The chief advisor on drug policy in the Obama administration visited Australia late in 2012 and disclosed the United States drug policy focus of prevention and recovery.
In addressing the political, government and community leaders, Director Kerlikowske highlighted-
Australia needs to follow the U.S.A. and scrap its illicit drug maintenance programs, focusing on prevention, education and rehabilitation for users to get them free of their addiction.
That the U.S.A. has looked to Sweden for a successful drug policy should be followed here in Australia.
Australia can learn how to reduce its high illicit drug using population by court ordered and supervised drug rehabilitation.
The Australian Federal Police have identified six crime bosses operating in Australia that have each amassed $100 million in unexplained wealth from illicit drugs.
Another 72 people have acquired more than $10 million each in unexplained wealth.
International drug traffickers focused on Australia because of astronomical returns due to the value of the Australian dollar.
According to the Australian Federal Police Commissioner the Mr. Bigs are two or three steps removed from the drug importation.
(Source: Melbourne Herald Sun newspaper 22 April 2013)
Whilst the high Australia dollar is attractive to international crime syndicate there is no doubt the high Australian illicit drug demand is driving imports.
Australia is a target for drug criminals because we are high illicit drug users.
A key strategy to cut off the drug money is to mandate drug rehabilitation to illicit drug users to drastically cut the demand for drugs.
Cutting drug use and the number of users is operating in other countries and is effective in drying up the money flow to the traffickers.
Worldâ€™s best practice uses the courts to divert illicit drug users into rehabilitation therefore saving the harm to users and saving health and border protection costs.
Synthetic drugs that mimic illicit drugs like cannabis, cocaine, amphetamines and ICE will be targeted in a crackdown in New South Wales.
This follows a parliamentary committee report recently released in New South Wales.
These products are dangerous and are known to lead to psychotic episodes and even deaths.
(Source: NSW Fair Trading media release 9 June 2013)
This crackdown should be followed by other state and territory governments who are faced with the same problem.
A 17 year old male in Sydney jumped off a balcony to his death after taking a synthetic drug recently.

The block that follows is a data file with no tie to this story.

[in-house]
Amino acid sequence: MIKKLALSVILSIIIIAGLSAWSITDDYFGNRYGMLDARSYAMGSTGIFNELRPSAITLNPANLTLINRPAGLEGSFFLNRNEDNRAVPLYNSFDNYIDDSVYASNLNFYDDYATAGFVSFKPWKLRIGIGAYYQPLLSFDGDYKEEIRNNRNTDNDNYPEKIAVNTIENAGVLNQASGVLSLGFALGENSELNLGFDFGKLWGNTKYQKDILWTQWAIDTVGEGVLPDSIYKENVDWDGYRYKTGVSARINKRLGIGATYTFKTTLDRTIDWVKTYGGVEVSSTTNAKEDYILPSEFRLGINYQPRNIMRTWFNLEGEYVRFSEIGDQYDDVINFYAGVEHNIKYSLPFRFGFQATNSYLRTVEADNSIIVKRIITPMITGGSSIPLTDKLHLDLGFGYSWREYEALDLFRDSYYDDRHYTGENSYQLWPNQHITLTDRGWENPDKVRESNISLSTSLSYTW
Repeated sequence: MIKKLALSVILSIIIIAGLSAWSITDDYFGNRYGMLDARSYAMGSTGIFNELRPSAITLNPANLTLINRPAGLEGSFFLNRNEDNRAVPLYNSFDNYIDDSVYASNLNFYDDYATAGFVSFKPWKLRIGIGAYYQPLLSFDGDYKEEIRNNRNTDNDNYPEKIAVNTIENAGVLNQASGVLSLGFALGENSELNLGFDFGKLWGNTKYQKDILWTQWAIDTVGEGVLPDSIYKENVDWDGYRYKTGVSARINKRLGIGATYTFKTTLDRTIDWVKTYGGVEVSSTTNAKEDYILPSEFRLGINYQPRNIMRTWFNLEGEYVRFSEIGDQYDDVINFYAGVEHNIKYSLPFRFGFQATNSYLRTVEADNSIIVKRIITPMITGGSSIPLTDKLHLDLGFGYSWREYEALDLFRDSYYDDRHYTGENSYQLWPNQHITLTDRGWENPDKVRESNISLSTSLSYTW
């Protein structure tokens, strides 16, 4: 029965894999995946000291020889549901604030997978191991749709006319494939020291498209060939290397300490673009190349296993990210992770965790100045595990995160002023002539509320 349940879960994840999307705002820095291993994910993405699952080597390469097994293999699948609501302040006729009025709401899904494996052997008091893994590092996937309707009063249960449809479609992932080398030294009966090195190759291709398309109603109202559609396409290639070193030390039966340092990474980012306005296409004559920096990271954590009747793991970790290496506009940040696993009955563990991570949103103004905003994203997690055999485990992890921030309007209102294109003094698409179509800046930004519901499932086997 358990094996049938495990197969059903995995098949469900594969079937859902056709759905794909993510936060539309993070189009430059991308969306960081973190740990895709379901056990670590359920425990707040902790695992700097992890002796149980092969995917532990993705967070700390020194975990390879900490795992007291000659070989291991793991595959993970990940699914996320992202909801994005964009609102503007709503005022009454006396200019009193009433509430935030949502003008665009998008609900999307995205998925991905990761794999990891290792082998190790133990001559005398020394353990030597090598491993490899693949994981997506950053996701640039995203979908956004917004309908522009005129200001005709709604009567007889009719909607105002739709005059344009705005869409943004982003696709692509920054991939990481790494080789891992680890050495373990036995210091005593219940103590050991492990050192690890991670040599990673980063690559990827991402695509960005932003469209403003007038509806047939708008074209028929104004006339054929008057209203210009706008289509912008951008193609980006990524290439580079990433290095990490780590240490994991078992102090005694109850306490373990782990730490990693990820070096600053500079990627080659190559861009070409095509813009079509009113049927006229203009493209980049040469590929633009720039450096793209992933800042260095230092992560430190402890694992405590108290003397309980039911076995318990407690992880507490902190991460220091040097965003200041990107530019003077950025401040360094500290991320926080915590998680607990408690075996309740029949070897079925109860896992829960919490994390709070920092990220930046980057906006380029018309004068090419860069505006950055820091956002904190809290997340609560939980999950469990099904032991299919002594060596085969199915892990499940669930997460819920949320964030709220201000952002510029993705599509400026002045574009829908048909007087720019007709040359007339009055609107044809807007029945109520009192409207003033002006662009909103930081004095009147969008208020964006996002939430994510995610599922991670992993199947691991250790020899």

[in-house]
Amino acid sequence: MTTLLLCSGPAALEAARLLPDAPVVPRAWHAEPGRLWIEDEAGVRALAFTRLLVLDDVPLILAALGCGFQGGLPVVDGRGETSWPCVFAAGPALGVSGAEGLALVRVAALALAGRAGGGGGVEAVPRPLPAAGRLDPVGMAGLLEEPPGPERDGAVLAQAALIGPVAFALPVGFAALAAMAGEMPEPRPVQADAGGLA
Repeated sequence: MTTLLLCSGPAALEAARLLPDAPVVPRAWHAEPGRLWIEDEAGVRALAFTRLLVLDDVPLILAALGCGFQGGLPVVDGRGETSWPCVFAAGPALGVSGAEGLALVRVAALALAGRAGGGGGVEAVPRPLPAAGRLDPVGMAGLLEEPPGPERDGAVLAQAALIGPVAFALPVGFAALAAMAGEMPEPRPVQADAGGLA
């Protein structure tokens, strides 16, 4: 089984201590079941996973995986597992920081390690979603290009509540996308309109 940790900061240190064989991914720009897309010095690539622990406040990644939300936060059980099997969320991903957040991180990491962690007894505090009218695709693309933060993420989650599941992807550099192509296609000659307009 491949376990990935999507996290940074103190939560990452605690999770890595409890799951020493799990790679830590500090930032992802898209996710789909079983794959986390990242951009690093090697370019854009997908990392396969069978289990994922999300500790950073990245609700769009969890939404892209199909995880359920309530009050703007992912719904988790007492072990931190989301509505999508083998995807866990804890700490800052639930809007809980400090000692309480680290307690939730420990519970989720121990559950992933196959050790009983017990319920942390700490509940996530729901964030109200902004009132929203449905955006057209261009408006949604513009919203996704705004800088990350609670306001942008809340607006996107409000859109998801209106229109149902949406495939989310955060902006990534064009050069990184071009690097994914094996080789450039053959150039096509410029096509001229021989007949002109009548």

Synthetic drugs are highly dangerous as the chemicals are unknown or are changed to keep one step in front of the law.
Other states like Victoria and Western Australia have banned these synthetic drugs but the adult shops where they are sold are operating with impunity.
With drug related deaths associated with synthetic drugs all states and territories as well as the federal government need to have a major crackdown.
What this demand for synthetic drugs shows is that young Australians are still caught up in the need for intoxication.
Youth intoxication shows that there is a great need for more drug rehabilitation services that get users free of drugs.
The Western Australian police commissioner has called for drug rehabilitation in prisons and in the justice system.
Amphetamine addicts are more likely to commit robberies, burglaries or have weapons and were responsible for one in eight violent crimes at higher levels than users of cocaine and cannabis.
Seizing drugs and prison sentences need to have a mechanism for dealing with the addiction.
The commissioner said that the lack of drug rehabilitation within jails was a risk.
The number of amphetamine laboratories in Western Australia is increasing but Queensland has the highest laboratory detections in Australia.
(Source: Reported at the University of Western Australia seminar by the Western Australian newspaper 7 June 2013)
This call for prison drug rehabilitation is supported by our council.
When senior police call for drug rehabilitation programs then this is a clear indication for the need to get addicts clean.
Worldâ€™s best practice shows that drug rehabilitation is effective in rehabilitating convicted criminals to get free of their addiction.
Court ordered and supervised illicit drug rehabilitation for prisoners, drugged drivers and illicit drug users is money well spent in avoiding future violence, traffic accidents, crime and increasing health costs.
The Australian Crime Commission report â€œOrganised Crime in Australiaâ€ 2011 clearly links organized crime and illicit drugs.
In its latest report the Crime Commission clearly links the same organized criminals with both trafficking performance enhancing drugs in sport and also illicit drugs.
The Commission believes that the use of illicit drugs by professional athletes is likely to be understated.
The Commission believes that illicit drug use leaves athletes particularly vulnerable to exploitation for other crimes including match fixing, fraud and insider information for betting.
The Commission has evidence that some athletes are supplying others with illicit drugs.
(Source: Organised Crime and Drugs in Sport, Australian Crime Commission, released February 2013)
These Australian Crime Commission reports on the link between organized crime and drugs are not new.
The Crime Commission has stated that organized crime poses a threat to Australiaâ€™s national security.
Illicit drugs have an estimated social cost of over $8000 million every year in Australia according to the Commission.
Plus the health risks to illicit drug users even professional athletes is beyond these costs.
That is why Australia must not treat illicit drug use as a health issue but support programs that eliminate use and get users free of drugs quickly.
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